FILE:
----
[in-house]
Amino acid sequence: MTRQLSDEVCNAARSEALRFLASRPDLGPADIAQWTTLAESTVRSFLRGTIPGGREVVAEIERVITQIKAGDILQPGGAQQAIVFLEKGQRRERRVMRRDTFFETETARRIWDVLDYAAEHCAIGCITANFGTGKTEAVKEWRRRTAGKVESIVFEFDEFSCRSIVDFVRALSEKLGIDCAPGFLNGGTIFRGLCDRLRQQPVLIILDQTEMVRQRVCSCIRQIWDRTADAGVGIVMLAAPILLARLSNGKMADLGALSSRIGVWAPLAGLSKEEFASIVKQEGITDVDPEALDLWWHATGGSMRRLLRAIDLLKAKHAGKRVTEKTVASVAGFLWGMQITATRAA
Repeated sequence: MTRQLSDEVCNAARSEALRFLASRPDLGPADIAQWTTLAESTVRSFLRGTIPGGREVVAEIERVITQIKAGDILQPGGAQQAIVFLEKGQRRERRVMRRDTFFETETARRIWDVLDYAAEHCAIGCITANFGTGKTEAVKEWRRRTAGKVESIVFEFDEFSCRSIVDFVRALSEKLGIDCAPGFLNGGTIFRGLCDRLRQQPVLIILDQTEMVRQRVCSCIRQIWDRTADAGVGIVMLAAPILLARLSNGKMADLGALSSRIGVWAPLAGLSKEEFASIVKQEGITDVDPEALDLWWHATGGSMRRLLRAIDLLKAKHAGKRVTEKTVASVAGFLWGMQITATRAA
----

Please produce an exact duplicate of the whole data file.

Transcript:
[in-house]
Amino acid sequence: MTRQLSDEVCNAARSEALRFLASRPDLGPADIAQWTTLAESTVRSFLRGTIPGGREVVAEIERVITQIKAGDILQPGGAQQAIVFLEKGQRRERRVMRRDTFFETETARRIWDVLDYAAEHCAIGCITANFGTGKTEAVKEWRRRTAGKVESIVFEFDEFSCRSIVDFVRALSEKLGIDCAPGFLNGGTIFRGLCDRLRQQPVLIILDQTEMVRQRVCSCIRQIWDRTADAGVGIVMLAAPILLARLSNGKMADLGALSSRIGVWAPLAGLSKEEFASIVKQEGITDVDPEALDLWWHATGGSMRRLLRAIDLLKAKHAGKRVTEKTVASVAGFLWGMQITATRAA
Repeated sequence: MTRQLSDEVCNAARSEALRFLASRPDLGPADIAQWTTLAESTVRSFLRGTIPGGREVVAEIERVITQIKAGDILQPGGAQQAIVFLEKGQRRERRVMRRDTFFETETARRIWDVLDYAAEHCAIGCITANFGTGKTEAVKEWRRRTAGKVESIVFEFDEFSCRSIVDFVRALSEKLGIDCAPGFLNGGTIFRGLCDRLRQQPVLIILDQTEMVRQRVCSCIRQIWDRTADAGVGIVMLAAPILLARLSNGKMADLGALSSRIGVWAPLAGLSKEEFASIVKQEGITDVDPEALDLWWHATGGSMRRLLRAIDLLKAKHAGKRVTEKTVASVAGFLWGMQITATRAA